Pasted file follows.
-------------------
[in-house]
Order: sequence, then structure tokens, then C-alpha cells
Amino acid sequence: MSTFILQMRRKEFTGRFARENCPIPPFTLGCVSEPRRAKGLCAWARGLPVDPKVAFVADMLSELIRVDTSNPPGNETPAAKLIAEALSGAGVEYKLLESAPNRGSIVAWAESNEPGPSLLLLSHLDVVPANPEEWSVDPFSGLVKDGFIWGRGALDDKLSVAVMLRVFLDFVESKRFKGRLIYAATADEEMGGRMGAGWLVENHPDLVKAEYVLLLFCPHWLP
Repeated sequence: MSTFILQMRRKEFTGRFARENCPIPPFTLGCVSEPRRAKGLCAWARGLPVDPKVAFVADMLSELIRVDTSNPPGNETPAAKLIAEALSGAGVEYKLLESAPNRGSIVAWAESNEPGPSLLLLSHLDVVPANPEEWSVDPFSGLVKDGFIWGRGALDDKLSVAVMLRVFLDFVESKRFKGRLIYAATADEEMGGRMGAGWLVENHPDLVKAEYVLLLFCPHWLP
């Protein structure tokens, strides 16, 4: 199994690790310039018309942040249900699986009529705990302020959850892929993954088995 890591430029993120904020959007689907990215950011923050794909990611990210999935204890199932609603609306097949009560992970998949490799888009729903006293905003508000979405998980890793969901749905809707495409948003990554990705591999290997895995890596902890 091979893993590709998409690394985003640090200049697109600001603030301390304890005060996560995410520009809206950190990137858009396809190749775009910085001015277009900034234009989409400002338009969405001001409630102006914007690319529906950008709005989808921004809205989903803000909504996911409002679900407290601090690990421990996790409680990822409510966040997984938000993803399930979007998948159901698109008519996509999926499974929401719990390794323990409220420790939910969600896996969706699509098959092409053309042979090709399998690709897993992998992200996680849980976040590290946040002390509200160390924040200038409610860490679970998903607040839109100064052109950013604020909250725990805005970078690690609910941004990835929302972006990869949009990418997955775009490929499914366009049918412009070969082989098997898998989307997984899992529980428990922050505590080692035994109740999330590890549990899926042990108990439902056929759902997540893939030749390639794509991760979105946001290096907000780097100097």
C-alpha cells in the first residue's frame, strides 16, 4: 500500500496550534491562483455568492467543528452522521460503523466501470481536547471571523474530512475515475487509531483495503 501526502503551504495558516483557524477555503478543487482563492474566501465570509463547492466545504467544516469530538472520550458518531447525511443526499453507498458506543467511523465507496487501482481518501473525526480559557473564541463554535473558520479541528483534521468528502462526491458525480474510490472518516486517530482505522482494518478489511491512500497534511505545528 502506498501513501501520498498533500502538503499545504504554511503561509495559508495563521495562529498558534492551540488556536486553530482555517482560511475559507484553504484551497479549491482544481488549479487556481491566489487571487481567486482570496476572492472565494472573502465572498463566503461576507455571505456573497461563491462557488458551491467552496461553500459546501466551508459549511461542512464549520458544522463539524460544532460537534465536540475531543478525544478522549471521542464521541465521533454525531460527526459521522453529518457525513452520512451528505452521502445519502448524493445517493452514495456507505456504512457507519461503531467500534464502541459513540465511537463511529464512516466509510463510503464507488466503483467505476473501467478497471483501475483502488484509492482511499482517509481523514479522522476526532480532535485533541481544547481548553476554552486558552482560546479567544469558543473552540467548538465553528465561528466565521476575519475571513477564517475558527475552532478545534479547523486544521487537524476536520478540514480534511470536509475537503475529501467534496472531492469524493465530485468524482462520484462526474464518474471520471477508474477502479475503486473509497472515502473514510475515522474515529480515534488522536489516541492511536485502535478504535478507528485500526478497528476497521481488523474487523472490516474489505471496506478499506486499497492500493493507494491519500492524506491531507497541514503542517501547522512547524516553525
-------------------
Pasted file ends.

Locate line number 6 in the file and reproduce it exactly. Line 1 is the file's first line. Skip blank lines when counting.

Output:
C-alpha cells in the first residue's frame, strides 16, 4: 500500500496550534491562483455568492467543528452522521460503523466501470481536547471571523474530512475515475487509531483495503 501526502503551504495558516483557524477555503478543487482563492474566501465570509463547492466545504467544516469530538472520550458518531447525511443526499453507498458506543467511523465507496487501482481518501473525526480559557473564541463554535473558520479541528483534521468528502462526491458525480474510490472518516486517530482505522482494518478489511491512500497534511505545528 502506498501513501501520498498533500502538503499545504504554511503561509495559508495563521495562529498558534492551540488556536486553530482555517482560511475559507484553504484551497479549491482544481488549479487556481491566489487571487481567486482570496476572492472565494472573502465572498463566503461576507455571505456573497461563491462557488458551491467552496461553500459546501466551508459549511461542512464549520458544522463539524460544532460537534465536540475531543478525544478522549471521542464521541465521533454525531460527526459521522453529518457525513452520512451528505452521502445519502448524493445517493452514495456507505456504512457507519461503531467500534464502541459513540465511537463511529464512516466509510463510503464507488466503483467505476473501467478497471483501475483502488484509492482511499482517509481523514479522522476526532480532535485533541481544547481548553476554552486558552482560546479567544469558543473552540467548538465553528465561528466565521476575519475571513477564517475558527475552532478545534479547523486544521487537524476536520478540514480534511470536509475537503475529501467534496472531492469524493465530485468524482462520484462526474464518474471520471477508474477502479475503486473509497472515502473514510475515522474515529480515534488522536489516541492511536485502535478504535478507528485500526478497528476497521481488523474487523472490516474489505471496506478499506486499497492500493493507494491519500492524506491531507497541514503542517501547522512547524516553525